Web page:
This sumptuous dessert is at its best served chilled with fresh raspberries or strawberries steeped in vanilla sugar – these contrast well with the richness of the crème brûlée.
4 oz (115g) dried figs
4 oz (115g) dried apricots
2 oz (55g) dried apple
4 oz (115g) dried prunes
2 oz (55g) raisins
2 oz (55g) sultanas
2oz (55g) currants
1 tsp mixed spice
3 tbsp cooking brandy
¼ pint (120ml) strong black coffee
One third pint (160ml) water
This dish is full of nourishment and may be served with a little cream for a lunch or supper dessert or warm it up for comforting breakfast.
Place all the ingredients in a large saucepan and bring gently to the boil. Simmer for 5 – 6 minutes.
Turn the contents of the pan into a large mixing bowl, cover with a clean tea towel, and allow to go quite cold.
Turn the compôte into a large glass or earthenware pot, seal, and allow to stand in a cool place for at least 12 hours before using.
The compôte may be heated if you wish, but never return any hot leftovers to the main compôte, as all will go bad. If it is properly stored in a cold place, you may add more fruit, cold liquid and brandy (which acts as a preservative). If well sealed, it will keep for more than 2 weeks.
4-6 oz (115g – 170g) unsmoked streaky bacon, rinds removed and chopped
Shortcrust pastry flan case
2 whole eggs
2 egg yolks
¼ pint (120ml) fresh single cream
Approx. ¼ (120ml) pint milk
Salt and freshly ground black pepper
2 oz (60g) Gruyère cheese, grated
Fry the bacon over gentle heat in a small frying pan until the fat runs and the bacon becomes golden brown. Put the bacon into the flan case.
Beat the whole eggs, egg yolks and cream together lightly in a bowl and pour over the bacon. Stir in enough milk almost to fill the case. Season to taste with salt and pepper and sprinkle with the grated Gruyère.
Bake in a fairly hot oven 190°C/375°F/Gas Mark 5 for 25 to 30 minutes or until the filling is set and the pastry is golden. Remove from the oven and leave to rest for 10 minutes before serving.
¾ lb (340g) fresh strawberries, hulled and washed
5 oz (140g) caster sugar
3 eggs, separated
1 tbsp gelatine powder
2 tbsp lemon juice
Red food colouring (optional)
¼ pint (140ml) fresh double cream
1 oz (30g) finely chopped hazelnuts or walnuts or crushed ratafias to finish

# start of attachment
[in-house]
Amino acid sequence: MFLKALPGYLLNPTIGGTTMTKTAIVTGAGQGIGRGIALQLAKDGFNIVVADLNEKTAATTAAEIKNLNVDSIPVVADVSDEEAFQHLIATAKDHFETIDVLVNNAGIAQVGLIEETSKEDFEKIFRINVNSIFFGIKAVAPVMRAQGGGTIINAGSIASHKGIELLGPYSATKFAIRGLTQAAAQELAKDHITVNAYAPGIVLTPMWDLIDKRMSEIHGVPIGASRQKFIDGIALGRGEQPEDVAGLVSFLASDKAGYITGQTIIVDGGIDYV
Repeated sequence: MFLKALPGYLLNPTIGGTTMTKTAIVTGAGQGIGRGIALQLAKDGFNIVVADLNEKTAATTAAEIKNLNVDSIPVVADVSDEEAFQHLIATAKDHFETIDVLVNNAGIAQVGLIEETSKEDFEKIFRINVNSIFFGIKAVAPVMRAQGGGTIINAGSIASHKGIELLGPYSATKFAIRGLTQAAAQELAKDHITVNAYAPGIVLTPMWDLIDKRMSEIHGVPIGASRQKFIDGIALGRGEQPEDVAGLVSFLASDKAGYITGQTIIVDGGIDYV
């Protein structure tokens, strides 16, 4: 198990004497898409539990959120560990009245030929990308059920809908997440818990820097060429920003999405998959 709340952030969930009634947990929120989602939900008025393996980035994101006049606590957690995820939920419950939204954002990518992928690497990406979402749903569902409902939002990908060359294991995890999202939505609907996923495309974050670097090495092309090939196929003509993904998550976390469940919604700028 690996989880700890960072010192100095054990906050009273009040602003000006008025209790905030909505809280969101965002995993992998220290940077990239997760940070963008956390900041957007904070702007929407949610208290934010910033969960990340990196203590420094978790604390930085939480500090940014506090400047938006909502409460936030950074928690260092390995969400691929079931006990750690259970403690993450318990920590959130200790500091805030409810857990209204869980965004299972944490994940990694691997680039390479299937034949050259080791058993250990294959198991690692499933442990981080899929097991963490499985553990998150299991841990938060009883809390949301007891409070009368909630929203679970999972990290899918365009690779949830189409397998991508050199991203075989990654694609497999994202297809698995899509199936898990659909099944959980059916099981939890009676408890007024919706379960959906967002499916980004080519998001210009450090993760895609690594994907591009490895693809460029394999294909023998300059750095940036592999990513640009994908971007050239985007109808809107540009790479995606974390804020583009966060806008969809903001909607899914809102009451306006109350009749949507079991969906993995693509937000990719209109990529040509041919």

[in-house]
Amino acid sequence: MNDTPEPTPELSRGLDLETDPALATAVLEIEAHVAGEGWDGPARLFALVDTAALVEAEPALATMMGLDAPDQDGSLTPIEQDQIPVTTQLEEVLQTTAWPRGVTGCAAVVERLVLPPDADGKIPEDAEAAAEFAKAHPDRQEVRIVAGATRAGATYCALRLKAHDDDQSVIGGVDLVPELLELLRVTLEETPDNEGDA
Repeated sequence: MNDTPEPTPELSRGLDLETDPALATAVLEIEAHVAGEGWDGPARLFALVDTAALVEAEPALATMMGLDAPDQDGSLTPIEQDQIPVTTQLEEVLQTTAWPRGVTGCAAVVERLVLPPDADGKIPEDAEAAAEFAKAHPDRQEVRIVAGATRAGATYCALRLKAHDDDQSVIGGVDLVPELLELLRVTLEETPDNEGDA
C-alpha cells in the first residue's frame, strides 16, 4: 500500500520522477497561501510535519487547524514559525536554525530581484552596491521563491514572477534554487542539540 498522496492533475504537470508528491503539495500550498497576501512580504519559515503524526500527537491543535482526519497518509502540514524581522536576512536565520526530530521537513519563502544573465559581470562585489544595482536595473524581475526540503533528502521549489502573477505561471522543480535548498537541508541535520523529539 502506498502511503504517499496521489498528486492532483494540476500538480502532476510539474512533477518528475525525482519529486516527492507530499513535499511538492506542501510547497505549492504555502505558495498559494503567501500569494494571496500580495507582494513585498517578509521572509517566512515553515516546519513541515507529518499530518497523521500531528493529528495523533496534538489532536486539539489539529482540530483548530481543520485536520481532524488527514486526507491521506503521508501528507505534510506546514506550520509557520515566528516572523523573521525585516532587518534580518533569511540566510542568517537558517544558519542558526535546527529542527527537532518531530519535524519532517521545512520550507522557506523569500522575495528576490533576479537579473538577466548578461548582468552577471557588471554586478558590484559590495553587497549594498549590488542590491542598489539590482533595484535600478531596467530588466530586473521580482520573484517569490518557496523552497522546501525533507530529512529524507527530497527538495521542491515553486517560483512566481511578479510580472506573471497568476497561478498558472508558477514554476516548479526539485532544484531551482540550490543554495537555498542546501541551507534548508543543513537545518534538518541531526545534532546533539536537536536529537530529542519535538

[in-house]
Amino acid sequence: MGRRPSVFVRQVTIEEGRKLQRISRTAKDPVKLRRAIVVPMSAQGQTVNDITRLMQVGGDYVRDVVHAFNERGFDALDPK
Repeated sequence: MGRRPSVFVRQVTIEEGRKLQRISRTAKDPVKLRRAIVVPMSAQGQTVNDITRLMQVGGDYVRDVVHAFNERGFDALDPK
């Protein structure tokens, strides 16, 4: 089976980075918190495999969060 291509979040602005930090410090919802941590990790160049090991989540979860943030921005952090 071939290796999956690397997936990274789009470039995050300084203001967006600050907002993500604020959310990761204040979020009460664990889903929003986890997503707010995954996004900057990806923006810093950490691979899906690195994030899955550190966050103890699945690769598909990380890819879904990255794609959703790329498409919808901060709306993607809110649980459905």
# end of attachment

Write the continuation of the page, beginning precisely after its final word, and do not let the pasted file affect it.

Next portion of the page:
First prepare a 1 pint (475ml) or 13cm/5 inch soufflé dish; cut a strip of doubled greaseproof or baking paper long enough to go around the outside of the soufflé dish (overlapping by 2-5cm/1-2 inches) and 5-7cm/2-3 inches higher than the dish. Tie this securely around the outside of the dish with string. Brush the inside of the greaseproof paper above the rim with melted butter.
Purée the strawberries in an electric blender or work through a sieve, reserving a few whole ones for decoration. Stir in 2 oz (60g) of the sugar.
Put the egg yolks and remaining sugar in a heatproof bowl and stand over a pan of hot water. Beat with a rotary beater or whisk until thick. Remove from the pan and continue beating until the mixture is cold. Fold in the strawberry purée.
Sprinkle the gelatine over the lemon juice in a small heatproof bowl. Leave until spongy, then place the bowl in a pan of hot water and stir over a low heat until the gelatine has dissolved. Leave to cool slightly, then stir into the strawberry mixture. Add a few drops of red food colouring if the mixture seems rather pale. Whip the cream until it is thick and stir into the strawberry mixture, making sure that it is thoroughly blended.
Beat the egg whites until stiff then fold into the strawberry mixture. Spoon into the prepared soufflé dish and chill in the refrigerator for at least 4 hours or until set.
Before serving, carefully remove the greaseproof paper. Decorate the top of the soufflé with the reserved strawberries and press the nuts or ratafias around the edge.